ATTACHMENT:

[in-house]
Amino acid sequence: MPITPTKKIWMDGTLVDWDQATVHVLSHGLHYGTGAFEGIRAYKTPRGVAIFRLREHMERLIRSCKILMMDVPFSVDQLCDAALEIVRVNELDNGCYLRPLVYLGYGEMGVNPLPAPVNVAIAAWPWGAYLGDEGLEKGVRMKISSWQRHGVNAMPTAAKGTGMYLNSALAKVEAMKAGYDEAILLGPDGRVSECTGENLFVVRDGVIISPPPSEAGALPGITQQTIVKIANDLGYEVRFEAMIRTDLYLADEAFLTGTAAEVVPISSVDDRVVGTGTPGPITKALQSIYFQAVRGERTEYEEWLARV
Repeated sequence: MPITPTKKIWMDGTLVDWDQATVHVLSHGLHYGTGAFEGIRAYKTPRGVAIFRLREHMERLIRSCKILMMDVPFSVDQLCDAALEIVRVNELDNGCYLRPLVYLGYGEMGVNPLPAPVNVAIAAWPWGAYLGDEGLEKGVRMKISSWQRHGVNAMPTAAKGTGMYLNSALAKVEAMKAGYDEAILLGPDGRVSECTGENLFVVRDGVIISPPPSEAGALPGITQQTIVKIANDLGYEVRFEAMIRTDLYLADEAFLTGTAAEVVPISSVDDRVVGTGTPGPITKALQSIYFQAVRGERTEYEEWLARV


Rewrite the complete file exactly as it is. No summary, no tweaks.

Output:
[in-house]
Amino acid sequence: MPITPTKKIWMDGTLVDWDQATVHVLSHGLHYGTGAFEGIRAYKTPRGVAIFRLREHMERLIRSCKILMMDVPFSVDQLCDAALEIVRVNELDNGCYLRPLVYLGYGEMGVNPLPAPVNVAIAAWPWGAYLGDEGLEKGVRMKISSWQRHGVNAMPTAAKGTGMYLNSALAKVEAMKAGYDEAILLGPDGRVSECTGENLFVVRDGVIISPPPSEAGALPGITQQTIVKIANDLGYEVRFEAMIRTDLYLADEAFLTGTAAEVVPISSVDDRVVGTGTPGPITKALQSIYFQAVRGERTEYEEWLARV
Repeated sequence: MPITPTKKIWMDGTLVDWDQATVHVLSHGLHYGTGAFEGIRAYKTPRGVAIFRLREHMERLIRSCKILMMDVPFSVDQLCDAALEIVRVNELDNGCYLRPLVYLGYGEMGVNPLPAPVNVAIAAWPWGAYLGDEGLEKGVRMKISSWQRHGVNAMPTAAKGTGMYLNSALAKVEAMKAGYDEAILLGPDGRVSECTGENLFVVRDGVIISPPPSEAGALPGITQQTIVKIANDLGYEVRFEAMIRTDLYLADEAFLTGTAAEVVPISSVDDRVVGTGTPGPITKALQSIYFQAVRGERTEYEEWLARV